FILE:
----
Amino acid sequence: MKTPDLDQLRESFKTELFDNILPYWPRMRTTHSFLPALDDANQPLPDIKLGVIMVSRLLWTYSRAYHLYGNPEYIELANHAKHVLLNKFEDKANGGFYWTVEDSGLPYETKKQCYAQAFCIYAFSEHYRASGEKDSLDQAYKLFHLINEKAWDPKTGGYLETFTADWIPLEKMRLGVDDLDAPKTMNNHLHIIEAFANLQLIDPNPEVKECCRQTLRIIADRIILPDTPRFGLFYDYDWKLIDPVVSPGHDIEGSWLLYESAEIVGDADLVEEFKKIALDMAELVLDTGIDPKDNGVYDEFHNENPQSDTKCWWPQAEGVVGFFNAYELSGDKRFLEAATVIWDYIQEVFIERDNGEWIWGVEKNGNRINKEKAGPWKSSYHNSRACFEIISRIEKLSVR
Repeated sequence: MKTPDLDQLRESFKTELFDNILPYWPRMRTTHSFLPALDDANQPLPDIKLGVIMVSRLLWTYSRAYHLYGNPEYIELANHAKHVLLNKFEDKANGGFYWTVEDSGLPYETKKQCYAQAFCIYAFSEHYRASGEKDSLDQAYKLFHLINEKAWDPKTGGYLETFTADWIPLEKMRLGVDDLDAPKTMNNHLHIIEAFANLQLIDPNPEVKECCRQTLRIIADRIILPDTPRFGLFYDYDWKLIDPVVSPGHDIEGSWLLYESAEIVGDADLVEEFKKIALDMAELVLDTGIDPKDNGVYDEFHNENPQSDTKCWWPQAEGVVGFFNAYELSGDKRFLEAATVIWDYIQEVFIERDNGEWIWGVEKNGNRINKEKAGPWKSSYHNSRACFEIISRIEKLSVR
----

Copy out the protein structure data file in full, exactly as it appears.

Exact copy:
Amino acid sequence: MKTPDLDQLRESFKTELFDNILPYWPRMRTTHSFLPALDDANQPLPDIKLGVIMVSRLLWTYSRAYHLYGNPEYIELANHAKHVLLNKFEDKANGGFYWTVEDSGLPYETKKQCYAQAFCIYAFSEHYRASGEKDSLDQAYKLFHLINEKAWDPKTGGYLETFTADWIPLEKMRLGVDDLDAPKTMNNHLHIIEAFANLQLIDPNPEVKECCRQTLRIIADRIILPDTPRFGLFYDYDWKLIDPVVSPGHDIEGSWLLYESAEIVGDADLVEEFKKIALDMAELVLDTGIDPKDNGVYDEFHNENPQSDTKCWWPQAEGVVGFFNAYELSGDKRFLEAATVIWDYIQEVFIERDNGEWIWGVEKNGNRINKEKAGPWKSSYHNSRACFEIISRIEKLSVR
Repeated sequence: MKTPDLDQLRESFKTELFDNILPYWPRMRTTHSFLPALDDANQPLPDIKLGVIMVSRLLWTYSRAYHLYGNPEYIELANHAKHVLLNKFEDKANGGFYWTVEDSGLPYETKKQCYAQAFCIYAFSEHYRASGEKDSLDQAYKLFHLINEKAWDPKTGGYLETFTADWIPLEKMRLGVDDLDAPKTMNNHLHIIEAFANLQLIDPNPEVKECCRQTLRIIADRIILPDTPRFGLFYDYDWKLIDPVVSPGHDIEGSWLLYESAEIVGDADLVEEFKKIALDMAELVLDTGIDPKDNGVYDEFHNENPQSDTKCWWPQAEGVVGFFNAYELSGDKRFLEAATVIWDYIQEVFIERDNGEWIWGVEKNGNRINKEKAGPWKSSYHNSRACFEIISRIEKLSVR